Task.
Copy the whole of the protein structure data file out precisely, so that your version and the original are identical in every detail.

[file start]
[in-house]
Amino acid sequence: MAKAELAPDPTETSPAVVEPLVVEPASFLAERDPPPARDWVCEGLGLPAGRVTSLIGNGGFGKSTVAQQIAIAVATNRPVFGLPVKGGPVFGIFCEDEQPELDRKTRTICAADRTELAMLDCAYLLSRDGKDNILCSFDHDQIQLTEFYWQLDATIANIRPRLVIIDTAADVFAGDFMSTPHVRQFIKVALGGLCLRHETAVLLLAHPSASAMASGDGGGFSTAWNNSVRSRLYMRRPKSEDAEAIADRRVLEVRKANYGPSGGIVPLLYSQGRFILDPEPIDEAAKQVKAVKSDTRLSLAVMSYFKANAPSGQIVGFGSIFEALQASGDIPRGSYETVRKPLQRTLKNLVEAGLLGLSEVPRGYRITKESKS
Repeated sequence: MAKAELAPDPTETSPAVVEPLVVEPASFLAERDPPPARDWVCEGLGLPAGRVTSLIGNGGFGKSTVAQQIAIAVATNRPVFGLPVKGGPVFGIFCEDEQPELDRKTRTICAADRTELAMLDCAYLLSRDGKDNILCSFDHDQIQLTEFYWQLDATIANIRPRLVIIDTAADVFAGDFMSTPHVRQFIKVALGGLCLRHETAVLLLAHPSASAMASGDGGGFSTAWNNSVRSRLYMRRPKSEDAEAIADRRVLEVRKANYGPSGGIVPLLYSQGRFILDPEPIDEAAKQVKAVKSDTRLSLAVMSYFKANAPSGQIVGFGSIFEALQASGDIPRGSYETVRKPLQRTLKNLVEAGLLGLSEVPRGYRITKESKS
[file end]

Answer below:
[in-house]
Amino acid sequence: MAKAELAPDPTETSPAVVEPLVVEPASFLAERDPPPARDWVCEGLGLPAGRVTSLIGNGGFGKSTVAQQIAIAVATNRPVFGLPVKGGPVFGIFCEDEQPELDRKTRTICAADRTELAMLDCAYLLSRDGKDNILCSFDHDQIQLTEFYWQLDATIANIRPRLVIIDTAADVFAGDFMSTPHVRQFIKVALGGLCLRHETAVLLLAHPSASAMASGDGGGFSTAWNNSVRSRLYMRRPKSEDAEAIADRRVLEVRKANYGPSGGIVPLLYSQGRFILDPEPIDEAAKQVKAVKSDTRLSLAVMSYFKANAPSGQIVGFGSIFEALQASGDIPRGSYETVRKPLQRTLKNLVEAGLLGLSEVPRGYRITKESKS
Repeated sequence: MAKAELAPDPTETSPAVVEPLVVEPASFLAERDPPPARDWVCEGLGLPAGRVTSLIGNGGFGKSTVAQQIAIAVATNRPVFGLPVKGGPVFGIFCEDEQPELDRKTRTICAADRTELAMLDCAYLLSRDGKDNILCSFDHDQIQLTEFYWQLDATIANIRPRLVIIDTAADVFAGDFMSTPHVRQFIKVALGGLCLRHETAVLLLAHPSASAMASGDGGGFSTAWNNSVRSRLYMRRPKSEDAEAIADRRVLEVRKANYGPSGGIVPLLYSQGRFILDPEPIDEAAKQVKAVKSDTRLSLAVMSYFKANAPSGQIVGFGSIFEALQASGDIPRGSYETVRKPLQRTLKNLVEAGLLGLSEVPRGYRITKESKS